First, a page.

I’ve not posted a gun post in a while. Many gun rights posts, but not one about equipment, per se.
My duty, service pistol is a 1911 National Match slide over a Vega stainless steel frame, with Bomar sights, a Swenson ambidextrous safety, Micro bushing, all custom hand-fitted by a premier gunsmith and coated with Poly-T by Robbie Barkman (many years ago).
I’ve owned her since 1983, and probably put 15-20K rounds through her. I change the recoil spring every 2-3000 rounds, and clean/lube her as needed.
But I’ve never done any other spring maintenance!
Bob (a former PI boss and gun store boss) sold me her and is Mr. Be Prepared. An Eagle Scout, he has pretty much all anyone needs in the way of parts and such. And he has offered to drive to me 40 miles to change out the other springs in my 1911 !
What a guy!
I’m certain she’ll be up for another 20K rounds.\
I only hope I am…
is here to remind you, as it’s been another orbit of the Earth…
If there isn’t a gun within arms reach as you read this, you missed the point of API 250 !
No, not those dirty magazines!
A significant percentage of firearms functioning failures are do to magazine-related issues. Specifically, either broken (bent) or dirty magazines!
You probably know how to disassemble (or at least field-strip) your firearm, but do you know how to clean your magazines?
Some cannot be disassembled, some can, but not with ease and others are relatively easy.
Learn and lubricate (as appropriate for your specific environment) and live well!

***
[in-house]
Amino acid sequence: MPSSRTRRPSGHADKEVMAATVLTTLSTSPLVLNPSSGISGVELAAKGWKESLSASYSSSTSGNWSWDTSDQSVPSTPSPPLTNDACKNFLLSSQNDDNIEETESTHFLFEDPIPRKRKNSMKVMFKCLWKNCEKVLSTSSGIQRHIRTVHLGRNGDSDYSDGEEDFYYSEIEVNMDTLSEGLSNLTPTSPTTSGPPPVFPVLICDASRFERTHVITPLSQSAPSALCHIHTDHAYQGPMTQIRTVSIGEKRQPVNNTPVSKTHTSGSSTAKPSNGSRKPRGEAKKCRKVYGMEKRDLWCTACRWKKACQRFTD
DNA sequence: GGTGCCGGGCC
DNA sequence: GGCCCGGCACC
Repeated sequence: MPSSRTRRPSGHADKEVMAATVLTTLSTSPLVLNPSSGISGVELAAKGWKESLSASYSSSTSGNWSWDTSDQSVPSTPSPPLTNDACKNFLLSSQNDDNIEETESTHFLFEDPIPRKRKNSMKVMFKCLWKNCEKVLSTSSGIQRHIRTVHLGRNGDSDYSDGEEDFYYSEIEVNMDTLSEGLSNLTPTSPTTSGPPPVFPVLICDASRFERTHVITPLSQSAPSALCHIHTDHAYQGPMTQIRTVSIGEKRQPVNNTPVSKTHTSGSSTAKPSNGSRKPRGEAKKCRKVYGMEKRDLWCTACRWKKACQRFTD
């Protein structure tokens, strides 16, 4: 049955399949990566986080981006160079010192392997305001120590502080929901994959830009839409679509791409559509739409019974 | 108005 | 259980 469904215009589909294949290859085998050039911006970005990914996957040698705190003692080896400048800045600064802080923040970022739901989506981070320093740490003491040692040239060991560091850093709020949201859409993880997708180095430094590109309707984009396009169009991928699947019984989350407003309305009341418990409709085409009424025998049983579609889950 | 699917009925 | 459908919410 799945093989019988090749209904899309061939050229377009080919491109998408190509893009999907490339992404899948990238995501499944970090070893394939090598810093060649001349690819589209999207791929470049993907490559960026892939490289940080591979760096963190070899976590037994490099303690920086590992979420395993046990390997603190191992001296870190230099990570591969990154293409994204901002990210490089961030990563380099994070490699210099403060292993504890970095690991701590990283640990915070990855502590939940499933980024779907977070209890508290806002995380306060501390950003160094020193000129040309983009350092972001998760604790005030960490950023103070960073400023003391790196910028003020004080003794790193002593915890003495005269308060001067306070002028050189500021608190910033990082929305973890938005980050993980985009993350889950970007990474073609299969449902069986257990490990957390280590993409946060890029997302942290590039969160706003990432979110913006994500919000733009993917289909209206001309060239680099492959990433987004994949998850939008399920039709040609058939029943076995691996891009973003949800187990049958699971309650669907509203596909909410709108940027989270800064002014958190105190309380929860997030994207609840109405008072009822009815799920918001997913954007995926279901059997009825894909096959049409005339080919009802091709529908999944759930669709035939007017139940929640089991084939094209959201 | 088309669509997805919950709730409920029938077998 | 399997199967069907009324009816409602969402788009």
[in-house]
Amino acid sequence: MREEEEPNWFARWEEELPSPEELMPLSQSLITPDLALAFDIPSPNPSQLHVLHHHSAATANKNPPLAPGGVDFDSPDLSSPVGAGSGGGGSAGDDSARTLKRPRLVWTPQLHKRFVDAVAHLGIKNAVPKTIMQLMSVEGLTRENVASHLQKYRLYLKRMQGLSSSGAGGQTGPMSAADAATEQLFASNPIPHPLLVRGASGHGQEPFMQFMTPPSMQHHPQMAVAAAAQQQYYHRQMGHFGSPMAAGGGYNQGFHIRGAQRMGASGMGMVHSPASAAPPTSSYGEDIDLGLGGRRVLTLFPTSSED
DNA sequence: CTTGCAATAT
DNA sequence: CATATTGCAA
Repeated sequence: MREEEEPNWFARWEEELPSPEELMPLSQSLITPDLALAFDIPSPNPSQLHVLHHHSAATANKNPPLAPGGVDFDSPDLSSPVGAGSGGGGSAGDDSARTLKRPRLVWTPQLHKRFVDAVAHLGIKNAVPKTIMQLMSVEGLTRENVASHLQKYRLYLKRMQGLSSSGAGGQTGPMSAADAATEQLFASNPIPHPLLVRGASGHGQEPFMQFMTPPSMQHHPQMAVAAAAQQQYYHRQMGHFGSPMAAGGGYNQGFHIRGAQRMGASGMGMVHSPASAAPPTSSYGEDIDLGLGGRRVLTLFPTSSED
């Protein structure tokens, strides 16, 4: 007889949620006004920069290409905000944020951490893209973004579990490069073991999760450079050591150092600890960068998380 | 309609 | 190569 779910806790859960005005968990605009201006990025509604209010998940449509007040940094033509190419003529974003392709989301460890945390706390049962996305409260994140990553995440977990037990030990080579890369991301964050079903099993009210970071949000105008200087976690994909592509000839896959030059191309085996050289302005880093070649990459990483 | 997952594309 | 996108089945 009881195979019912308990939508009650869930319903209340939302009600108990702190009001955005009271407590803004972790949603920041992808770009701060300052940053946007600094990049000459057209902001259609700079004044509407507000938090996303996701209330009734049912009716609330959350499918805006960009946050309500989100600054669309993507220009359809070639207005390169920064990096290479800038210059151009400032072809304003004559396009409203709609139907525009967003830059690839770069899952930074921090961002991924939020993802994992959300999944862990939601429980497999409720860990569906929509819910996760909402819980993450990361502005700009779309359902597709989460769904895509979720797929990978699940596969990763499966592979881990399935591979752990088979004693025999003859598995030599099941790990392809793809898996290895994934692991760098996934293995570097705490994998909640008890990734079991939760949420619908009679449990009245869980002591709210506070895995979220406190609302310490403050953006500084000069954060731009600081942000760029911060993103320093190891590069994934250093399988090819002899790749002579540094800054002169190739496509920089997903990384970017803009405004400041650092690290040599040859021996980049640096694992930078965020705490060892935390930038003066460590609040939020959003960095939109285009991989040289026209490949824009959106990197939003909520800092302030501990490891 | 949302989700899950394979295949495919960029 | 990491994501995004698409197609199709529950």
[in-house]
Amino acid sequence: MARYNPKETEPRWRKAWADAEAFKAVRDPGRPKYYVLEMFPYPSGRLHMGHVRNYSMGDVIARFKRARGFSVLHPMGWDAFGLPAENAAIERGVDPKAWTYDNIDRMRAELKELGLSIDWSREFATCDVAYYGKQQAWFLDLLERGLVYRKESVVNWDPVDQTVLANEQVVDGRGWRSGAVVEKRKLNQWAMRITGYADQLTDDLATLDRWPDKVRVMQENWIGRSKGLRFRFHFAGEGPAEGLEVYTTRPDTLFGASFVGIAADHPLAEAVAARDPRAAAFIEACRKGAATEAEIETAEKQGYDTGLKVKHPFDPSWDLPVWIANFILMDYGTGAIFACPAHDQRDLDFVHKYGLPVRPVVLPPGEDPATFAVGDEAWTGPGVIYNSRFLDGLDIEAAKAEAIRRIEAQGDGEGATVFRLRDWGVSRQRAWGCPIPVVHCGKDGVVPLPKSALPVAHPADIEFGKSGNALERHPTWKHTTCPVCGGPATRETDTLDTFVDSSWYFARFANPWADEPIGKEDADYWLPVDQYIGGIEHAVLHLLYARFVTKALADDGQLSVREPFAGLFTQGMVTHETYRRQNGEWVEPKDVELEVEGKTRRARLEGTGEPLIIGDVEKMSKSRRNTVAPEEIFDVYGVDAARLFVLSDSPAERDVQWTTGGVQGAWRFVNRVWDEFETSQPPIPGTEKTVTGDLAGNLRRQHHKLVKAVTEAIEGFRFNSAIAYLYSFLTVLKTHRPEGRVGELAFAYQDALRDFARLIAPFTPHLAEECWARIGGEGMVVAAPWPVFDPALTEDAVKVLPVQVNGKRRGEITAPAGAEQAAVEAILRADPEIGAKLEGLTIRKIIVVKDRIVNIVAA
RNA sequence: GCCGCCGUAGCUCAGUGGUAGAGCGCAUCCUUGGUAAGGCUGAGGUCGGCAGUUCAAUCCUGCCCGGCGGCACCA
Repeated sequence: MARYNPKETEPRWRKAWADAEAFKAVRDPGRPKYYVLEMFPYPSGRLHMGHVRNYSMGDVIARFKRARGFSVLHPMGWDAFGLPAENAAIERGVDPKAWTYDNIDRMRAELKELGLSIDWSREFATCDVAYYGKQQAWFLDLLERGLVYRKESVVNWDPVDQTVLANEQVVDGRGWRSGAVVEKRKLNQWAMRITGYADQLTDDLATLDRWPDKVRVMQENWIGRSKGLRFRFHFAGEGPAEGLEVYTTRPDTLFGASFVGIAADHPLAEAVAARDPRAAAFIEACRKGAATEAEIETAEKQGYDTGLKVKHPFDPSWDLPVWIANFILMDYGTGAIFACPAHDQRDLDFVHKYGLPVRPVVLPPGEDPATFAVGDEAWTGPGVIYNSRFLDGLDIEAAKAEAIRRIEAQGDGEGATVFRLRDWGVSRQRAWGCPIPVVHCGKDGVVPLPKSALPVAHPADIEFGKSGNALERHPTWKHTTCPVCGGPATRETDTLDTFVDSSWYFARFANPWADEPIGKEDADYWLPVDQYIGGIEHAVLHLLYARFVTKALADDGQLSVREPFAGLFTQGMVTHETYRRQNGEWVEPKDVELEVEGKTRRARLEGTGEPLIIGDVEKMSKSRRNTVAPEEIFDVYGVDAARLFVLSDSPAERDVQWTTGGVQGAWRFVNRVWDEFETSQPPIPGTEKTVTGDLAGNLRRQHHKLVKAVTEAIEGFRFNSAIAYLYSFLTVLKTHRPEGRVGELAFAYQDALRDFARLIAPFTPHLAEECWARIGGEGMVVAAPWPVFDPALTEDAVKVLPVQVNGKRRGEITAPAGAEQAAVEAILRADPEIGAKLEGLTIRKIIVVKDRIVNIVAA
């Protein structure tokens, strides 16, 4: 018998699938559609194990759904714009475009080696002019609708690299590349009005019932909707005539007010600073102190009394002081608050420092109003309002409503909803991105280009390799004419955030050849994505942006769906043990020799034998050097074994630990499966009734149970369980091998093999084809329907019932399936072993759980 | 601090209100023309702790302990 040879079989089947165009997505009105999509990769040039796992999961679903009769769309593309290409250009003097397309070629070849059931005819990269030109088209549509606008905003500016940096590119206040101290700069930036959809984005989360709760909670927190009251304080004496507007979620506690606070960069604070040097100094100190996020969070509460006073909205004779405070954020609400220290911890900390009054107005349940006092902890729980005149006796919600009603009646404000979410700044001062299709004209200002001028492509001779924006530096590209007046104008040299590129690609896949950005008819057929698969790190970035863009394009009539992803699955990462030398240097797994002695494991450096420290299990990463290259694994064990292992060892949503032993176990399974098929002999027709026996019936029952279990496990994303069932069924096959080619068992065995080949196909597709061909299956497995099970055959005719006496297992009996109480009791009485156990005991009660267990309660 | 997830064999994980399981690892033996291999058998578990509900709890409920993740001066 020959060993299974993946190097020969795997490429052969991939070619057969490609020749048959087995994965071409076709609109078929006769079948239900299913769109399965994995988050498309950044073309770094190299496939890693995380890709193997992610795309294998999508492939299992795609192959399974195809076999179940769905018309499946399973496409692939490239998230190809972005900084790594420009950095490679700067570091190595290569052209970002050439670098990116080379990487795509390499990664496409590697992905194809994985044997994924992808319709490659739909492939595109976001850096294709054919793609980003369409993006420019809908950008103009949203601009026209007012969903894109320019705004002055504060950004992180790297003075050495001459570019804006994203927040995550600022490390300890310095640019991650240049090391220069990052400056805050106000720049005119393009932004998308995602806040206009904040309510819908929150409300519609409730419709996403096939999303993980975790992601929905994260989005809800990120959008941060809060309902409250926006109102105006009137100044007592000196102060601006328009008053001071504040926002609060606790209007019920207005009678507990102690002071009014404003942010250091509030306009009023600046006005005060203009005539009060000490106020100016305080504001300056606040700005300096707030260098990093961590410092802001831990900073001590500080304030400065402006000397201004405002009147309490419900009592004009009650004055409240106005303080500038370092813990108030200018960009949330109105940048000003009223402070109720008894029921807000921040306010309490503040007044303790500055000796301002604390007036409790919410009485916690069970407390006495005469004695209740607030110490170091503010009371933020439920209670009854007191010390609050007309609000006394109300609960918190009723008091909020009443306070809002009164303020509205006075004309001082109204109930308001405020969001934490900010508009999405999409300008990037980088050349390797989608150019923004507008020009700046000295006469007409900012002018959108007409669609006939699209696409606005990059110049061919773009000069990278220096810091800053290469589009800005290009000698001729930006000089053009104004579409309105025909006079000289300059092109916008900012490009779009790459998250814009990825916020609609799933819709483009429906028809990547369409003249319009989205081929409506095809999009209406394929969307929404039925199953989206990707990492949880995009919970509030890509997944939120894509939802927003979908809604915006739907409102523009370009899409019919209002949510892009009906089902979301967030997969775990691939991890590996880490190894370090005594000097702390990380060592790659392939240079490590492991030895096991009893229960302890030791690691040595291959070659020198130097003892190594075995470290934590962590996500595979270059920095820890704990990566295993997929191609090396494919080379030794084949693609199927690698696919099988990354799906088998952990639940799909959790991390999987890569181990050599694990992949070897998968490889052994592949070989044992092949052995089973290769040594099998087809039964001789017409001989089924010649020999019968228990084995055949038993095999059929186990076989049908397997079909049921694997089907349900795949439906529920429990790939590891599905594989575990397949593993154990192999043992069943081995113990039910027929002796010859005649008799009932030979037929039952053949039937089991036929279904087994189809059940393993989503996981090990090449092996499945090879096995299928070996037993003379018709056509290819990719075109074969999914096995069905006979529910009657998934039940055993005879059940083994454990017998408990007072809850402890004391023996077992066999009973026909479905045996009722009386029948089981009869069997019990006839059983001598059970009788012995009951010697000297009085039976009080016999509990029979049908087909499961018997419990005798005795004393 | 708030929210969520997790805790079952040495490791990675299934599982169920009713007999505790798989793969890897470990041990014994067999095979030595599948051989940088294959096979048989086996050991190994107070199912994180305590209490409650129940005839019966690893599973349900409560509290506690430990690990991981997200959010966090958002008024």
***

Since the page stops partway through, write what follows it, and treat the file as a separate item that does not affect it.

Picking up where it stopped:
When’s the last time you inspected and cleaned YOURS?
I’ve been known to be self-centered. It’s one of my character defects. Not to make excuses, but, I’ve had many bad things happen in my life. I need to remember many other people have things much worse.
I own a 2000 Oldsmobile Intrigue. Not my first choice, but the 1989 Isuzu Trooper gave up the ghost @ 170,000 miles. In 2002. And I didn’t have many choices, due to my financial condition.
All things considered, she’s been a good car. Very reliable, except batteries (an Arizona heat constant) and failing engine sensors – something I’m told starts happening around 125,000 miles. She has 137K. And her A/C stopped working three or four years ago. Not a big deal in much of the U.S., but in Arizona, a big deal. 115 degree Summers, and all.
I’ve been blessed with a cadre of terrific friends, who have given their time, money, effort and moral support over the years. Two of these friends are Ms. T. and Mr. K.
I met them when I worked @ TMCCC. T was a co-worker when we were doing credit card fraud investigations. K later joined the department. Both were going to school to further their educations and employment opportunities. T now teaches at the college level, and K is an engineer at a major aircraft firm.
K became aware of my Intrigue’s air conditioning problems when he and T helped me move last Summer. And said he would check into it. I know he’s busy, so I didn’t push him. After all, it’s been years.
Last week, T called and asked if I were available. K was making his auto-mechanic rounds among friends and wanted to stop by to assess my car. I said please.
In short, after some analysis and addition of new coolant (including some with stop-leak) my Olds’ air conditioning is now working! And, as she’s not quite fully charged, he asked me to check back with him in a month and advise if she’s losing coolant, so more could be done.
I’m speechless. So I’m writing. 🙂
I could go on and on about having a 14 year old car. Or losing my home last year. Or being on disability and barely making it. Or having numerous medical ‘issues’.
But, that’s the wrong attitude. K is one of those men who just gives. And is uncomfortable when he is thanked for his doing so.